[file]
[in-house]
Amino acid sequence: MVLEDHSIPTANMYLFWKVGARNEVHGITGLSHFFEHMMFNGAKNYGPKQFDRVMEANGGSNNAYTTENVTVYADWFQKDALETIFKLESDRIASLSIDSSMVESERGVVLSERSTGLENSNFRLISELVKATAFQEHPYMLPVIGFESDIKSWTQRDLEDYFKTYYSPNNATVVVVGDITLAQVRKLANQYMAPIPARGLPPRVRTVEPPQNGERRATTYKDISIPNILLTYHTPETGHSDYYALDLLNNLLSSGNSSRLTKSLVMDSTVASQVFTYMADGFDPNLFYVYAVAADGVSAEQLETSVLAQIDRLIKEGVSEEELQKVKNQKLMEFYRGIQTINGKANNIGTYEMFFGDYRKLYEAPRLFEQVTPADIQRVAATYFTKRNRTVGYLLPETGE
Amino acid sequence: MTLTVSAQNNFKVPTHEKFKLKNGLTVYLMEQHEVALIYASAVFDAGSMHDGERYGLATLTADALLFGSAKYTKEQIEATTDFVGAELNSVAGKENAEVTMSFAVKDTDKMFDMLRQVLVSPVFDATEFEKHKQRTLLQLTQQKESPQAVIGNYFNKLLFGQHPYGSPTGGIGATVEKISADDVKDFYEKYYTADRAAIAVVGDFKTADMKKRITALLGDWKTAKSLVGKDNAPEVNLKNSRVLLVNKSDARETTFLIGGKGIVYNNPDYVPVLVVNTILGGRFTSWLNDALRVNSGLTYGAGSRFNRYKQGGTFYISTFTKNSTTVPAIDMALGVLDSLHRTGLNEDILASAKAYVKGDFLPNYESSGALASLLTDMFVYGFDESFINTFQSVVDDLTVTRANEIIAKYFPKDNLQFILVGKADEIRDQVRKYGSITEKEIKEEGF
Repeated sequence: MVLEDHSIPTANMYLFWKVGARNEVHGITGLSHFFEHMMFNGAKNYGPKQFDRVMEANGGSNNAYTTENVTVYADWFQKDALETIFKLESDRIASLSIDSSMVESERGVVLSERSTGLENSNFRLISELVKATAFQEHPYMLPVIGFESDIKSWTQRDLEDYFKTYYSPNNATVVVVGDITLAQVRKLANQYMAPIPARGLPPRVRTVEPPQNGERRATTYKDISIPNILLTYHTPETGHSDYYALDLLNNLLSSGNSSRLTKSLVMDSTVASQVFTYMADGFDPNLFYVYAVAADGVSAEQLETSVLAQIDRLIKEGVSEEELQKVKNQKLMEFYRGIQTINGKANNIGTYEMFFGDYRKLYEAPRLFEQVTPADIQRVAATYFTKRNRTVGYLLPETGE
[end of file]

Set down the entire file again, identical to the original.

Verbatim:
[in-house]
Amino acid sequence: MVLEDHSIPTANMYLFWKVGARNEVHGITGLSHFFEHMMFNGAKNYGPKQFDRVMEANGGSNNAYTTENVTVYADWFQKDALETIFKLESDRIASLSIDSSMVESERGVVLSERSTGLENSNFRLISELVKATAFQEHPYMLPVIGFESDIKSWTQRDLEDYFKTYYSPNNATVVVVGDITLAQVRKLANQYMAPIPARGLPPRVRTVEPPQNGERRATTYKDISIPNILLTYHTPETGHSDYYALDLLNNLLSSGNSSRLTKSLVMDSTVASQVFTYMADGFDPNLFYVYAVAADGVSAEQLETSVLAQIDRLIKEGVSEEELQKVKNQKLMEFYRGIQTINGKANNIGTYEMFFGDYRKLYEAPRLFEQVTPADIQRVAATYFTKRNRTVGYLLPETGE
Amino acid sequence: MTLTVSAQNNFKVPTHEKFKLKNGLTVYLMEQHEVALIYASAVFDAGSMHDGERYGLATLTADALLFGSAKYTKEQIEATTDFVGAELNSVAGKENAEVTMSFAVKDTDKMFDMLRQVLVSPVFDATEFEKHKQRTLLQLTQQKESPQAVIGNYFNKLLFGQHPYGSPTGGIGATVEKISADDVKDFYEKYYTADRAAIAVVGDFKTADMKKRITALLGDWKTAKSLVGKDNAPEVNLKNSRVLLVNKSDARETTFLIGGKGIVYNNPDYVPVLVVNTILGGRFTSWLNDALRVNSGLTYGAGSRFNRYKQGGTFYISTFTKNSTTVPAIDMALGVLDSLHRTGLNEDILASAKAYVKGDFLPNYESSGALASLLTDMFVYGFDESFINTFQSVVDDLTVTRANEIIAKYFPKDNLQFILVGKADEIRDQVRKYGSITEKEIKEEGF
Repeated sequence: MVLEDHSIPTANMYLFWKVGARNEVHGITGLSHFFEHMMFNGAKNYGPKQFDRVMEANGGSNNAYTTENVTVYADWFQKDALETIFKLESDRIASLSIDSSMVESERGVVLSERSTGLENSNFRLISELVKATAFQEHPYMLPVIGFESDIKSWTQRDLEDYFKTYYSPNNATVVVVGDITLAQVRKLANQYMAPIPARGLPPRVRTVEPPQNGERRATTYKDISIPNILLTYHTPETGHSDYYALDLLNNLLSSGNSSRLTKSLVMDSTVASQVFTYMADGFDPNLFYVYAVAADGVSAEQLETSVLAQIDRLIKEGVSEEELQKVKNQKLMEFYRGIQTINGKANNIGTYEMFFGDYRKLYEAPRLFEQVTPADIQRVAATYFTKRNRTVGYLLPETGE